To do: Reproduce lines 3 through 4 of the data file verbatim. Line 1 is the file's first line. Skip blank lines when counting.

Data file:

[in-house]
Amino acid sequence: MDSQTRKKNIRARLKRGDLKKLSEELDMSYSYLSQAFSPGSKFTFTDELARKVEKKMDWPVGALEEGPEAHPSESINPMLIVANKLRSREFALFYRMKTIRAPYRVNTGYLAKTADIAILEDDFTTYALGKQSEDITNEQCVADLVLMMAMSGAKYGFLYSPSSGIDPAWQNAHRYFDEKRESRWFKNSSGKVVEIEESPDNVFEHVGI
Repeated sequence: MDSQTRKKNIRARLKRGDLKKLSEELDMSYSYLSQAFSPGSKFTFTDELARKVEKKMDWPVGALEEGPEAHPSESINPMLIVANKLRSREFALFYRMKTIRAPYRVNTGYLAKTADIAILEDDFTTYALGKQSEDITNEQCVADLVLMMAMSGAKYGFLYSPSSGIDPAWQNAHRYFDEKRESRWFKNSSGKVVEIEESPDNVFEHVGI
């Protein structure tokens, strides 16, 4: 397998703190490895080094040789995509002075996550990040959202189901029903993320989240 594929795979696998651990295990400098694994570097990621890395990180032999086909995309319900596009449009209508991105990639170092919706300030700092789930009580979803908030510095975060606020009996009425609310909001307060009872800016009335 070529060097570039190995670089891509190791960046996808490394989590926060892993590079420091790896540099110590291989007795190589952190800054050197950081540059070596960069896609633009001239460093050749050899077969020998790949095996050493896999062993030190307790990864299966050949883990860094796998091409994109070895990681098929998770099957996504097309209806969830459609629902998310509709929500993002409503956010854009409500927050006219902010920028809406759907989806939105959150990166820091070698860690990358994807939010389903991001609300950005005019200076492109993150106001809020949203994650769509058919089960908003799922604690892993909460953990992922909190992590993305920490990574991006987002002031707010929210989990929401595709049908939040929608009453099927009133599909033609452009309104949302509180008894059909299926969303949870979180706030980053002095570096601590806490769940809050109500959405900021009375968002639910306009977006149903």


Repeated sequence: MDSQTRKKNIRARLKRGDLKKLSEELDMSYSYLSQAFSPGSKFTFTDELARKVEKKMDWPVGALEEGPEAHPSESINPMLIVANKLRSREFALFYRMKTIRAPYRVNTGYLAKTADIAILEDDFTTYALGKQSEDITNEQCVADLVLMMAMSGAKYGFLYSPSSGIDPAWQNAHRYFDEKRESRWFKNSSGKVVEIEESPDNVFEHVGI
């Protein structure tokens, strides 16, 4: 397998703190490895080094040789995509002075996550990040959202189901029903993320989240 594929795979696998651990295990400098694994570097990621890395990180032999086909995309319900596009449009209508991105990639170092919706300030700092789930009580979803908030510095975060606020009996009425609310909001307060009872800016009335 070529060097570039190995670089891509190791960046996808490394989590926060892993590079420091790896540099110590291989007795190589952190800054050197950081540059070596960069896609633009001239460093050749050899077969020998790949095996050493896999062993030190307790990864299966050949883990860094796998091409994109070895990681098929998770099957996504097309209806969830459609629902998310509709929500993002409503956010854009409500927050006219902010920028809406759907989806939105959150990166820091070698860690990358994807939010389903991001609300950005005019200076492109993150106001809020949203994650769509058919089960908003799922604690892993909460953990992922909190992590993305920490990574991006987002002031707010929210989990929401595709049908939040929608009453099927009133599909033609452009309104949302509180008894059909299926969303949870979180706030980053002095570096601590806490769940809050109500959405900021009375968002639910306009977006149903």